Singapore, city-state located at the southern tip of the Malay Peninsula, about 85 miles (137 kilometres) north of the Equator. It consists of the diamond-shaped Singapore Island and some 60 small islets; the main island occupies all but about 18 square miles of this combined area. The main island is separated from Peninsular Malaysia to the north by Johor Strait, a narrow channel crossed by a road and rail causeway more than half a mile long. The southern limits of the state-run through Singapore Strait, where outliers of the Riau-Lingga Archipelago—which forms a part of Indonesia—extend to within 10 miles of the main island.

Singapore is the largest port in Southeast Asia and one of the busiest in the world. It owes its growth and prosperity to its focal position at the southern extremity of the Malay Peninsula, where it dominates the Strait of Malacca, which connects the Indian Ocean to the South China Sea.

Singapore is in the equatorial monsoon region of Southeast Asia, and its climate is characterized by uniformly high temperatures and nearly constant precipitation throughout the year. The average monthly temperature varies from about 81° F (27° C) in June to 77° F (25° C) in January. The daily range is somewhat greater, averaging about 13° F (7° C). Singapore’s maritime location and constant humidity, however, keep maximum temperatures relatively moderate: the highest temperature ever recorded was only 97° F (36° C).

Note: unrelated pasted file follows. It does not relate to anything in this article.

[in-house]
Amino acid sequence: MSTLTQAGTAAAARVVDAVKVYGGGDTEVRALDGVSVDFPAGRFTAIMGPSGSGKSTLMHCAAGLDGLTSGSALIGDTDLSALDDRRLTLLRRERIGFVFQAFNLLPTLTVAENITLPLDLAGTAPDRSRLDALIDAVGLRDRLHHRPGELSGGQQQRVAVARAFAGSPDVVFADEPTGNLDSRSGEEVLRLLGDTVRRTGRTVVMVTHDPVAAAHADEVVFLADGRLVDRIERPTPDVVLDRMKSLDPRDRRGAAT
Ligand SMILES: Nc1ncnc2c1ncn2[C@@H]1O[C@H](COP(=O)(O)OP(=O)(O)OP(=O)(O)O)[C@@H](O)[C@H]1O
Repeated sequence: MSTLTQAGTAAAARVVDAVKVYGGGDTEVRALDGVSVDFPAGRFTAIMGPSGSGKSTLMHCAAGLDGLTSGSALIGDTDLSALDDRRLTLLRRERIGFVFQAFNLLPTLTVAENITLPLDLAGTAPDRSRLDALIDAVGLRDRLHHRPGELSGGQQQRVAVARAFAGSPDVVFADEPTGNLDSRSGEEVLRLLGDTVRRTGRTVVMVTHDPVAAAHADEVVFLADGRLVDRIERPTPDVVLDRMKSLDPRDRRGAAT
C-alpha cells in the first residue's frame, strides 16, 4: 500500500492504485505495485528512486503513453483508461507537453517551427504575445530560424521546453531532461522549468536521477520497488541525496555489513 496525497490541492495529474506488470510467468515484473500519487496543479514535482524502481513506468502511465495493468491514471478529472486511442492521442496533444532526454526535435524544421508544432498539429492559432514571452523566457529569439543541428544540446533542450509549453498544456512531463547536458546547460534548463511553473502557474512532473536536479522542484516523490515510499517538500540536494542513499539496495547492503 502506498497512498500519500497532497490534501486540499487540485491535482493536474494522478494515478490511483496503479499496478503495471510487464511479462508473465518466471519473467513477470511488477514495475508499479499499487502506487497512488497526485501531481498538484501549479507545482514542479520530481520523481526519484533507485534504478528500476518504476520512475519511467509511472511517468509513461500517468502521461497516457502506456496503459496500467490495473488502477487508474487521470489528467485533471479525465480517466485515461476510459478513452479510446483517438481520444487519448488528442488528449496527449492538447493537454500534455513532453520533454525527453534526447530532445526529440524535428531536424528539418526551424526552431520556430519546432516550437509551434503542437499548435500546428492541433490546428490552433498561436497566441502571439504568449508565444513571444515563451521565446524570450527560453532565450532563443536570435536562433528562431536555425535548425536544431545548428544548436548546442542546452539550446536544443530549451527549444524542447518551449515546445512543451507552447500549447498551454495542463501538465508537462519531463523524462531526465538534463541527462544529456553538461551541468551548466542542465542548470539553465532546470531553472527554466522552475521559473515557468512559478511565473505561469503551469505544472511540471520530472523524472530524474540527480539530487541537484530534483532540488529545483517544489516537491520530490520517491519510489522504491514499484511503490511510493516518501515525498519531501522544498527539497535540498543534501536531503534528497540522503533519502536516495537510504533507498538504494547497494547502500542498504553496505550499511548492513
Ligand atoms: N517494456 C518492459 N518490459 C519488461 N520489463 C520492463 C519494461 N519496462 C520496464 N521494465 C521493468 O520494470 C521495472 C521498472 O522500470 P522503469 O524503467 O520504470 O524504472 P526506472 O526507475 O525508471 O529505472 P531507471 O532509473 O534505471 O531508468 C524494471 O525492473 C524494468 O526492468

The seasons are defined by the relative incidence of rainfall, which, in turn, is determined by the movements of the monsoon air masses. The wettest and windiest period is during the northeast monsoon (November–March), with rainfall reaching an average monthly high of more than 10 inches (250 millimetres) in December. Conversely, the period with the least rainfall and the lightest winds is during the southwest monsoon (May–September), with rainfall dropping to a monthly low of less than 7 inches in July. April and October are intermonsoonal periods characterized by sluggish air movements, intense afternoon showers, and thunderstorms. Altogether, Singapore’s precipitation averages about 95 inches annually, and rain falls somewhere on the island every day of the year.

Mandarin Chinese, Malay, Tamil, and English all coexist in Singapore as official languages, a demonstration of the melting pot the country represents. English is fine!

Singapore was a British possession for many years. In the city-state of Singapore, it was widely accepted. As a result, the English of residents is excellent, and you'll have no problem communicating with them, even the ones who are native Malay or Mandarin speakers.

The official currency of Singapore is the Singapore dollar (SGD), abbreviated as S$ to distinguish it from other dollar-denominated currencies.

The SGD is divided into 100 cents and comes in coin and banknote denominations. Coins are available in denominations of 5, 10, 20, and 50 cents, as well as 1 dollar. Banknotes are available in denominations of 2, 5, 10, 50, 100, 500, 1000, and 10,000 dollars.

The SGD is widely accepted throughout Singapore and can be easily exchanged at banks, money changers, and hotels. Credit cards are also widely accepted, particularly in major tourist areas and shopping centers.

Part of the Data originated from Encyclopædia Britannica. For more details about Singapore, please visit